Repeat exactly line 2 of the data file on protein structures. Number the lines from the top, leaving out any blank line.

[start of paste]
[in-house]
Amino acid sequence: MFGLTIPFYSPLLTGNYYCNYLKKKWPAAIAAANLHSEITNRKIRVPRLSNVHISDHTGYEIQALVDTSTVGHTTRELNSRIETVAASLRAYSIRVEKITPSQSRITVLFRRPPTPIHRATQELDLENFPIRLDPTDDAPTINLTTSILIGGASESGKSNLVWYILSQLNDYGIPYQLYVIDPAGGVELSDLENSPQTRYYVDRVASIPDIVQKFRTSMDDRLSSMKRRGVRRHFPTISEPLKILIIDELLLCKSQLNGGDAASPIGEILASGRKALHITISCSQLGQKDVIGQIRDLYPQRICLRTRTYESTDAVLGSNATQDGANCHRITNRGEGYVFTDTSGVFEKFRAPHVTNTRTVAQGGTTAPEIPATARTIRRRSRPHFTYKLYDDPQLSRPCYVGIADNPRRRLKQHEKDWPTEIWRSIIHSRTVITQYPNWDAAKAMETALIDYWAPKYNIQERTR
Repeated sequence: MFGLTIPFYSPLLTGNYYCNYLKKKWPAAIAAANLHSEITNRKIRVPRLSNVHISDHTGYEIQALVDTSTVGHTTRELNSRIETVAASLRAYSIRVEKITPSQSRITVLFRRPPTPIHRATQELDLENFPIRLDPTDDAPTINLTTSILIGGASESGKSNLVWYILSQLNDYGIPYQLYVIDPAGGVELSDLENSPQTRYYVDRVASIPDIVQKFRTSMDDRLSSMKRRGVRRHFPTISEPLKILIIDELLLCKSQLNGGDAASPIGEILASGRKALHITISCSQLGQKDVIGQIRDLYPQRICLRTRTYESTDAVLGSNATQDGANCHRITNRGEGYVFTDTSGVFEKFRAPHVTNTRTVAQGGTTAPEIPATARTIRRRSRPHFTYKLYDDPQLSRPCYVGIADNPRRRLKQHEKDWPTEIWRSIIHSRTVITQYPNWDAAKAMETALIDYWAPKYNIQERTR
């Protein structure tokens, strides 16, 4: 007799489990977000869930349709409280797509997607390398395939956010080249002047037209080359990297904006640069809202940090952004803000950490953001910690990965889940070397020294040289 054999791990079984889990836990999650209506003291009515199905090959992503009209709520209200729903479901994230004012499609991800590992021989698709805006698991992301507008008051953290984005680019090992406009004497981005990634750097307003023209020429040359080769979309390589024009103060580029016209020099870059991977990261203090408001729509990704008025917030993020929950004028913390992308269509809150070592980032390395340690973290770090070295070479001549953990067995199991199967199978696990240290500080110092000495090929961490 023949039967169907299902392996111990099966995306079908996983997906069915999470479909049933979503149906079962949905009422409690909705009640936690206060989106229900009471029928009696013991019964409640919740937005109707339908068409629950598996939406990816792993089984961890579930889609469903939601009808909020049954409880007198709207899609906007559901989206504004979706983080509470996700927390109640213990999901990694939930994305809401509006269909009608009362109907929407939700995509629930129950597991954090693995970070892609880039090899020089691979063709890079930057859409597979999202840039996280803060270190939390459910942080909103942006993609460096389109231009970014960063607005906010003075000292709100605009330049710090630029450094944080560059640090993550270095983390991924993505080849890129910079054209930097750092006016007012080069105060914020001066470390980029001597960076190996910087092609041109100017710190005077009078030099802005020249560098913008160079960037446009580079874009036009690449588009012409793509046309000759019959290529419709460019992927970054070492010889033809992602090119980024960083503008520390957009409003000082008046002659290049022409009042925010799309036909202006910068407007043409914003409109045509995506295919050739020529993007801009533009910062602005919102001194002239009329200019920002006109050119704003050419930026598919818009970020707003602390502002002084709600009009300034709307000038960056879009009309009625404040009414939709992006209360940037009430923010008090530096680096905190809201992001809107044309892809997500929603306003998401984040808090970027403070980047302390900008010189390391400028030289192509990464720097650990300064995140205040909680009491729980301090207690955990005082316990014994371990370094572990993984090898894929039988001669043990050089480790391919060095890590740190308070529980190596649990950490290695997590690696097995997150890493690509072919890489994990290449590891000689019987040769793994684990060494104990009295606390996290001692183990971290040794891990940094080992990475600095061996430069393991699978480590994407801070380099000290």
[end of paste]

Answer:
Amino acid sequence: MFGLTIPFYSPLLTGNYYCNYLKKKWPAAIAAANLHSEITNRKIRVPRLSNVHISDHTGYEIQALVDTSTVGHTTRELNSRIETVAASLRAYSIRVEKITPSQSRITVLFRRPPTPIHRATQELDLENFPIRLDPTDDAPTINLTTSILIGGASESGKSNLVWYILSQLNDYGIPYQLYVIDPAGGVELSDLENSPQTRYYVDRVASIPDIVQKFRTSMDDRLSSMKRRGVRRHFPTISEPLKILIIDELLLCKSQLNGGDAASPIGEILASGRKALHITISCSQLGQKDVIGQIRDLYPQRICLRTRTYESTDAVLGSNATQDGANCHRITNRGEGYVFTDTSGVFEKFRAPHVTNTRTVAQGGTTAPEIPATARTIRRRSRPHFTYKLYDDPQLSRPCYVGIADNPRRRLKQHEKDWPTEIWRSIIHSRTVITQYPNWDAAKAMETALIDYWAPKYNIQERTR